As in the previous section, we take most of the terminology deployed for defining two-valued Logics of Nonsense from 6. In this case the clause (vConsCiw) is the combination of clauses (vCons) and (vCiw), while (vConsCiw*) is original to this work.

Definition 6.7 A bivaluation v : FOR(E)t, f satisfying the clauses (vNeg)’, (vAnd), (vOr*), (vNeg)”, (vDM ˄ ), (vDM ˅ ) and- additionally-the following clause, is a 2 B 3 valuation:

(vConsCiw*) v(οA)=t v(A)=t

The set of all such valuations is VB3 2 .

Definition 6.8 Let B3 2=FORE, B3 2 be a two-valued logic defined such that

ΓB3 2 Afor every valuation vVB3 2, ifv[Γ]t, then v(A)t

Notice that the clause (vConsCiw*) makes sense in a two-valued presentation of Bochvar’s logic B 3, since Bochvar’s interpretation of his external assertion operator, here represented with the symbol ο, has it that οA is true if and only if A is true, and is false otherwise.

Definition 6.9. A bivaluation v : FOREt, f satisfying satisfying the clauses (vNeg), (vAnd*), (vOr), (vNeg)”, (vDM ˄ ), (vDM ˅ ) and- additionally-the following clause, is a 2 H 3 a valuation.

vConsCiw voA=tv(A)v¬A

The set of all such valuations is VH3 2 .

Definition 6.10. Let H3 2=FORE, H3 2 be a two-valued logic defined such that

Γ H3 2 Afor every valuation vVH3 2, ifv[Γ]t, then v(A)t

Notice, moreover, that the clause (vConsCiw) makes sense in a two-valued presentation of Halldén’s logic H 3, since his meaningfulness operator, here represented with the symbol ο, has it that οA is true if and only if A is either true or false, in other words, if it is not nonsensical or meaningless. But given, in our two-valued presentation of Halldén’s logic, nonsensical sentences are the only sentences which allow for v(A) to be identical to vA), our target clause does exactly the job we need it to perform.

Definition 6.11. A bivaluation v : FOR(E)t, f satisfying satisfying the clauses (vNeg), (vAnd*), (vOr), (vNeg)”, (vDM ˄ ), (vDM ˅ ) and (vConsCiw) is a 2 S 3 a valuation. The set of all such valuations is VS3 2 .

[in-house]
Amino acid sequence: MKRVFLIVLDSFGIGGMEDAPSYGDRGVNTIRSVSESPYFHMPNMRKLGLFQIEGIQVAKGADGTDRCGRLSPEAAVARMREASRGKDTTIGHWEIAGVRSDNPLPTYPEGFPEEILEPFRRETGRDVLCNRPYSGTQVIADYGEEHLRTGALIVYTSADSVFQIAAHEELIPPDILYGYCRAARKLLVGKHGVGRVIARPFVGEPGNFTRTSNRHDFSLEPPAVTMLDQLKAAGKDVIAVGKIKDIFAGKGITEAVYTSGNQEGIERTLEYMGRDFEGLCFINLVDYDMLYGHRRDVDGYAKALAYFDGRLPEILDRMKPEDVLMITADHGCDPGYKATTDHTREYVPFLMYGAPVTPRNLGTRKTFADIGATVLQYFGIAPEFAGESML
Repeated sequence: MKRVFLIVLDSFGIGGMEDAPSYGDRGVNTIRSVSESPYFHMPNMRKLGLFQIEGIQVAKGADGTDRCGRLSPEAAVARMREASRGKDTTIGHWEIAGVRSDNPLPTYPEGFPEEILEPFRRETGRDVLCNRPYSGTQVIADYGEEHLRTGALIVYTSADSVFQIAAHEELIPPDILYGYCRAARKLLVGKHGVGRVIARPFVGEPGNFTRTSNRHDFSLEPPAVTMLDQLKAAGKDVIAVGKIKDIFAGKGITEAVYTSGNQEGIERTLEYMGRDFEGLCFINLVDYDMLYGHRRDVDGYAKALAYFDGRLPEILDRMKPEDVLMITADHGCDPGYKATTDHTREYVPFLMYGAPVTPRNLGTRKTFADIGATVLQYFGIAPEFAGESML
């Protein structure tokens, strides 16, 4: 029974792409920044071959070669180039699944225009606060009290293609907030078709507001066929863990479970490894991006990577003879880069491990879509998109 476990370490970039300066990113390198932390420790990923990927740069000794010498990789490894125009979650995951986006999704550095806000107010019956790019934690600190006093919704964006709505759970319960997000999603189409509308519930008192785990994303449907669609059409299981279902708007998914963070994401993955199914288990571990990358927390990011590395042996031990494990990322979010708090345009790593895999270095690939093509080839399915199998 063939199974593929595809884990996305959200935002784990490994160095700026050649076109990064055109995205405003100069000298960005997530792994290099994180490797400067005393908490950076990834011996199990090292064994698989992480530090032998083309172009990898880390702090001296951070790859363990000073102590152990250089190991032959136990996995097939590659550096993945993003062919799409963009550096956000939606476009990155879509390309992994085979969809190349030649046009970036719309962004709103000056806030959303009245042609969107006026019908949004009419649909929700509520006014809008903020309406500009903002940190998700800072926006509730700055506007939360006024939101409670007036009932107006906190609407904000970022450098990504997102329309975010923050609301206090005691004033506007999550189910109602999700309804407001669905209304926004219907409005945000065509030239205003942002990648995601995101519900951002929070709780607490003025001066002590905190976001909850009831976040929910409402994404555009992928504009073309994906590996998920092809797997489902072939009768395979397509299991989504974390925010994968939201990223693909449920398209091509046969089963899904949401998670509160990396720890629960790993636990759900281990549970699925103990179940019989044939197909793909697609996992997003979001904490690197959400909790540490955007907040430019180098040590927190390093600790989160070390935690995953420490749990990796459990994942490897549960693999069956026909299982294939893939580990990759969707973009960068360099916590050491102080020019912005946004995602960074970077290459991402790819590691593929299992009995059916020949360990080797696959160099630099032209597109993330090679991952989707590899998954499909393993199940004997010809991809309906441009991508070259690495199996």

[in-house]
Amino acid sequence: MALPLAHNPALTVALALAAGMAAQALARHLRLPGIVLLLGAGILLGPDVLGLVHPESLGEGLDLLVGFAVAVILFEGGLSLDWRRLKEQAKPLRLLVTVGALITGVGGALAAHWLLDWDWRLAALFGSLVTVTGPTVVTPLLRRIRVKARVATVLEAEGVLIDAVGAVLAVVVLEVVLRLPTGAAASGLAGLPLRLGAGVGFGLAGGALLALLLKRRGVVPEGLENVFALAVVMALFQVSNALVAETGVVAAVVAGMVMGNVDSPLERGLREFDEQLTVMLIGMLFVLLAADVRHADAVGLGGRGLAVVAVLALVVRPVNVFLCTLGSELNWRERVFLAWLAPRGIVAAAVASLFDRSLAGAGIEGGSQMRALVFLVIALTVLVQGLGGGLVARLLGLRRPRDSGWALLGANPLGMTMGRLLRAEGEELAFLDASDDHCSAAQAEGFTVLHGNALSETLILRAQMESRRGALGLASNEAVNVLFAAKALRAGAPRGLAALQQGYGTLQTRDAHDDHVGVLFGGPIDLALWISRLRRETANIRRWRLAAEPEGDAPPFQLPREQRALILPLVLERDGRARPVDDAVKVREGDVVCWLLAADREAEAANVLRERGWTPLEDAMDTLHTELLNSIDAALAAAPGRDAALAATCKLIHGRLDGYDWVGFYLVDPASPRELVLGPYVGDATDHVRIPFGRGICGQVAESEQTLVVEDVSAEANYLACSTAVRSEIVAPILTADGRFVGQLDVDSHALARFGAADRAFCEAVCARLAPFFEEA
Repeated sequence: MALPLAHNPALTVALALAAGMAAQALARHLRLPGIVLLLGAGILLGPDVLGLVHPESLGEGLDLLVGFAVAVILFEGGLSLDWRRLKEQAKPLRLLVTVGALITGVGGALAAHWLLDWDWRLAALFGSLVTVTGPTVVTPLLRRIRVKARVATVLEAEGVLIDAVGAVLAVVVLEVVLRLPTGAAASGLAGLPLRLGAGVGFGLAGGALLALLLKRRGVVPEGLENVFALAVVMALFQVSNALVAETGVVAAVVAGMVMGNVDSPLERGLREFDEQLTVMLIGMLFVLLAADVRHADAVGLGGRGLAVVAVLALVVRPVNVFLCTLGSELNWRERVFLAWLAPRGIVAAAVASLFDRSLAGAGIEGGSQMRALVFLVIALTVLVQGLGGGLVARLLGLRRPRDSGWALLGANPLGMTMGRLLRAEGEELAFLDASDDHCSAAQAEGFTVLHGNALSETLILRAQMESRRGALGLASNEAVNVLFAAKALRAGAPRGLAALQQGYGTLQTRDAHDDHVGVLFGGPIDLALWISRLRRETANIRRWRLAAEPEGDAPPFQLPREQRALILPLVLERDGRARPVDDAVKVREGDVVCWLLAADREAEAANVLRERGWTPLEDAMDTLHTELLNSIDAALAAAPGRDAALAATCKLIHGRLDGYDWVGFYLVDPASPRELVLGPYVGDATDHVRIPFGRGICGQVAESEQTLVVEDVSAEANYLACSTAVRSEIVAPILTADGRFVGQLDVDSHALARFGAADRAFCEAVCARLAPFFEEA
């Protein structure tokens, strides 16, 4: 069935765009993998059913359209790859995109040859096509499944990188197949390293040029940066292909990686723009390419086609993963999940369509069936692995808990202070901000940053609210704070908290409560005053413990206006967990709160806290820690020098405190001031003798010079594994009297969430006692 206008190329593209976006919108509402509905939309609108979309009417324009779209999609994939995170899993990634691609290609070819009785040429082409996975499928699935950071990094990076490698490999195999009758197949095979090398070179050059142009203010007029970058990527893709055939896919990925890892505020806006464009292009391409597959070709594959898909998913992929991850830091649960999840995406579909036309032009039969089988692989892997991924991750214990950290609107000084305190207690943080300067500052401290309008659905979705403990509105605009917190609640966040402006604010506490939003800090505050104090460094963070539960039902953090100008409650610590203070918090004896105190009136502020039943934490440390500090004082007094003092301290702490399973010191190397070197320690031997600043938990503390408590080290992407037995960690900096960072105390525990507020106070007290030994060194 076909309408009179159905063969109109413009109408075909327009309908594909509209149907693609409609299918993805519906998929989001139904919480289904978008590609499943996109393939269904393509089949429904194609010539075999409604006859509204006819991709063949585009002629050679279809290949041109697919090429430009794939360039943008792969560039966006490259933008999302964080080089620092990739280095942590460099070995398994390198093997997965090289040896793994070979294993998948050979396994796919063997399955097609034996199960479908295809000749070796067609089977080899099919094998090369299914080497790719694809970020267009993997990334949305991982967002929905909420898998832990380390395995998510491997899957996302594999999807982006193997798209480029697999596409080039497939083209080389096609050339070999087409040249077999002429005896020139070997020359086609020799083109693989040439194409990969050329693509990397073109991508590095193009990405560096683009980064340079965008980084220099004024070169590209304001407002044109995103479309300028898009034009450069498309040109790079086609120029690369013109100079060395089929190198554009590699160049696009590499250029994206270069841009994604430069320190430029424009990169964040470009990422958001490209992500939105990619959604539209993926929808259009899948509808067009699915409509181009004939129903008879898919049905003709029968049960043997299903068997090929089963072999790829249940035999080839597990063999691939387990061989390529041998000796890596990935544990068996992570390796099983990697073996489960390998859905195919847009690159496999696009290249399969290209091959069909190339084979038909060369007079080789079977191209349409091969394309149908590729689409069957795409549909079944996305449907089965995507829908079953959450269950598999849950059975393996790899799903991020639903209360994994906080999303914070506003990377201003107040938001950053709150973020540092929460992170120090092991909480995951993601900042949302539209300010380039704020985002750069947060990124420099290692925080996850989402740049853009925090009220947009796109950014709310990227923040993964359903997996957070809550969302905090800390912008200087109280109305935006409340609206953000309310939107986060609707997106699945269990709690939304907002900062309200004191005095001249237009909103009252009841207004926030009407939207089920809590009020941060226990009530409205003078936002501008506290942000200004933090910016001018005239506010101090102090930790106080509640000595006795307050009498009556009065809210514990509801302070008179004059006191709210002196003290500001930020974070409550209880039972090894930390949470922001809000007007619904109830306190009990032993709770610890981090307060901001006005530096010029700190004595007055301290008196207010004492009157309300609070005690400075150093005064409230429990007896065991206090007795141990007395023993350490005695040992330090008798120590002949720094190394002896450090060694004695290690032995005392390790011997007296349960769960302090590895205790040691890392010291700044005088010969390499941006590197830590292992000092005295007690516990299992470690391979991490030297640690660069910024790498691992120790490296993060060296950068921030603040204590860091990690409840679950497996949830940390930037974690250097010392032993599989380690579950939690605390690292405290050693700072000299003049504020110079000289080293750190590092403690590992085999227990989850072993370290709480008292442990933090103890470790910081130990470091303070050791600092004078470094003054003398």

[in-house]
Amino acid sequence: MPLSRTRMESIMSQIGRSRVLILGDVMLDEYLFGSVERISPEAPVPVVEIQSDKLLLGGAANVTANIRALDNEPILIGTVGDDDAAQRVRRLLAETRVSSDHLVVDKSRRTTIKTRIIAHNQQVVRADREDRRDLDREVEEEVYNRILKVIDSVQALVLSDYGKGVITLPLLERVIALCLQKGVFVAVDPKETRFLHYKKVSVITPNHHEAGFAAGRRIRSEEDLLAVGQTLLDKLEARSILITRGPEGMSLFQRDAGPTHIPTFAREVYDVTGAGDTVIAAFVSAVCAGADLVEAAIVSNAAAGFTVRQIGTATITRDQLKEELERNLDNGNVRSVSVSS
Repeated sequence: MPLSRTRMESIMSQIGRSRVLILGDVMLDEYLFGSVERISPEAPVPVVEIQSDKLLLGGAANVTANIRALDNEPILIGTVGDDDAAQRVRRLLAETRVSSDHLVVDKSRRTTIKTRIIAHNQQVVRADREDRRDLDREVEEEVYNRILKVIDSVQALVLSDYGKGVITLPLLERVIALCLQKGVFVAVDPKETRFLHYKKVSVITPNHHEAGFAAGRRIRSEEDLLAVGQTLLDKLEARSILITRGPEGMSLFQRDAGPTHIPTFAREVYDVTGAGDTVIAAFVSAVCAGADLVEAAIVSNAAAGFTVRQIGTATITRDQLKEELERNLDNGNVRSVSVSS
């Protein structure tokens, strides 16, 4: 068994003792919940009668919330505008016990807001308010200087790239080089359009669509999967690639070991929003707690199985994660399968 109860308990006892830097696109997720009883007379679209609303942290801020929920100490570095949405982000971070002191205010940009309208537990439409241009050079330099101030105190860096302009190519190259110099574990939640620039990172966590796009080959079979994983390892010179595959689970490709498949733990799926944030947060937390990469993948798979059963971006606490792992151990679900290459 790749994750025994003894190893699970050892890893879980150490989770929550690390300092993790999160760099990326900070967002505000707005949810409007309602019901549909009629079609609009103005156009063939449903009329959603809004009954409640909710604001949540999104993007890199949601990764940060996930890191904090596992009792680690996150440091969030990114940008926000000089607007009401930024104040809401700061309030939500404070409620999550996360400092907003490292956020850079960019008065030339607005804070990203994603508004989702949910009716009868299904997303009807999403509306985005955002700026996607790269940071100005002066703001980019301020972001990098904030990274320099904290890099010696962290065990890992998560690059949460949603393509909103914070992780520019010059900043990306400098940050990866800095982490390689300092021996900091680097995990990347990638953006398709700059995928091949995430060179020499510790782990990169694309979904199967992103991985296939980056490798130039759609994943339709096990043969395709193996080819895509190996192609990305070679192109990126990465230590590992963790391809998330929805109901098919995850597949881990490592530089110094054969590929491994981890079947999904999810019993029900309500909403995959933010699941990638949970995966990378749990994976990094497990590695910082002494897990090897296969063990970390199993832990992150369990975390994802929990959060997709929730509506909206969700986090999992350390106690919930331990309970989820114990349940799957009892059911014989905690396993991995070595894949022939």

Definition 6.12. Let S3 2=FORE, S3 2 be a two-valued logic defined such that

Γ S3 2 Afor every valuation vVS3 2, ifv[Γ]t, then v(A)t

Fact 6.13. B3 2=B3

Proof. The proof is similar to the proof of the Fact 5.11. From left to right, assume that ΓB3 A and let a B 3-valuation v such that v[Γ]t and v(A)t witness this fact. Construct a valuation v* as follows:

• If vϕ=u , then v*ϕ=f

• If vϕu , then v*ϕ=vϕ

with ϕ any atomic formula. By a straightforward induction it can be shown that v* is a 2 B 3-valuation such that v*[Γ]t and v*(A)t , witnessing the fact that Γ B3 2 A . Among other things, it’s worth noting that the presence of the operator o doesn’t affect this induction, since fB3ou=fB3of=f . Thus, B3 2B3 .

From right to left, assume Γ B3 2 A . Thus, there is a 2 B 3-valuation v such that v[Γ]t and v(A)t witnesses this fact. Construct a valuation v* as follows, letting ϕ be any atomic formula:

• If v(ϕ)=v(¬ϕ) , then v*(ϕ)=u

• If v(ϕ)v(¬ϕ) , then v*(ϕ)=v(ϕ)

Again, by a straightforward induction it can be observed that v* is a B 3-valuation such that for every formulae B:

• If v(B)=t , then v*(B)=t

• If v(B)=f , then either v*(B)=u or v*(B)=f

Notice that the induction is not interfered by the presence of ο since for every valuation v*2 B3, voA=t if and only if vAv¬A . Therefore, it is a B 3-valuation such that v*Γt and v*At , thereby witnessing the fact that ΓB3 A . ◻

Fact 6.14. H3 2=H3

Proof. Similar to the proof of Fact 6.13, with the only difference that in the above proof we need to change the clauses for the construction of v*, as in the proof of Fact 5.12. ◻

Fact 6.15. S3 2=S3

Proof. Similar to the proof of Facts 6.13 and 6.14. ◻

7 CONCLUSION